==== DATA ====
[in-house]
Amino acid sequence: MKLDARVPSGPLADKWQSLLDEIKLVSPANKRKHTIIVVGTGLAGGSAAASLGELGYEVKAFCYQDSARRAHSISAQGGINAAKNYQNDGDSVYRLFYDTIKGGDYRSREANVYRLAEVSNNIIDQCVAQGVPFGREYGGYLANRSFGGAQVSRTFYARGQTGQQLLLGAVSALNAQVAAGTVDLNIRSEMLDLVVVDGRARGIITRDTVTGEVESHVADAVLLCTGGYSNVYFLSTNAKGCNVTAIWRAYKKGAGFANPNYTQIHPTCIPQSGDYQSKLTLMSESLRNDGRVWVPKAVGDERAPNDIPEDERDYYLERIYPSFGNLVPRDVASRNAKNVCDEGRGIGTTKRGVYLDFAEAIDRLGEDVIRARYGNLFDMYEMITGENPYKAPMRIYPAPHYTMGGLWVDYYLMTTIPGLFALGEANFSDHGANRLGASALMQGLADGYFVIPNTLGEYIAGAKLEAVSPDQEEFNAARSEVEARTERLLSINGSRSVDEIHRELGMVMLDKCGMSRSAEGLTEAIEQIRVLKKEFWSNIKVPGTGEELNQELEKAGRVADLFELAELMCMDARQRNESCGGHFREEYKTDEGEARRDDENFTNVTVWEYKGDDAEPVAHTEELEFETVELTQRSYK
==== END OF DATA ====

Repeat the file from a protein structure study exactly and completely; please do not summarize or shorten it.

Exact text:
[in-house]
Amino acid sequence: MKLDARVPSGPLADKWQSLLDEIKLVSPANKRKHTIIVVGTGLAGGSAAASLGELGYEVKAFCYQDSARRAHSISAQGGINAAKNYQNDGDSVYRLFYDTIKGGDYRSREANVYRLAEVSNNIIDQCVAQGVPFGREYGGYLANRSFGGAQVSRTFYARGQTGQQLLLGAVSALNAQVAAGTVDLNIRSEMLDLVVVDGRARGIITRDTVTGEVESHVADAVLLCTGGYSNVYFLSTNAKGCNVTAIWRAYKKGAGFANPNYTQIHPTCIPQSGDYQSKLTLMSESLRNDGRVWVPKAVGDERAPNDIPEDERDYYLERIYPSFGNLVPRDVASRNAKNVCDEGRGIGTTKRGVYLDFAEAIDRLGEDVIRARYGNLFDMYEMITGENPYKAPMRIYPAPHYTMGGLWVDYYLMTTIPGLFALGEANFSDHGANRLGASALMQGLADGYFVIPNTLGEYIAGAKLEAVSPDQEEFNAARSEVEARTERLLSINGSRSVDEIHRELGMVMLDKCGMSRSAEGLTEAIEQIRVLKKEFWSNIKVPGTGEELNQELEKAGRVADLFELAELMCMDARQRNESCGGHFREEYKTDEGEARRDDENFTNVTVWEYKGDDAEPVAHTEELEFETVELTQRSYK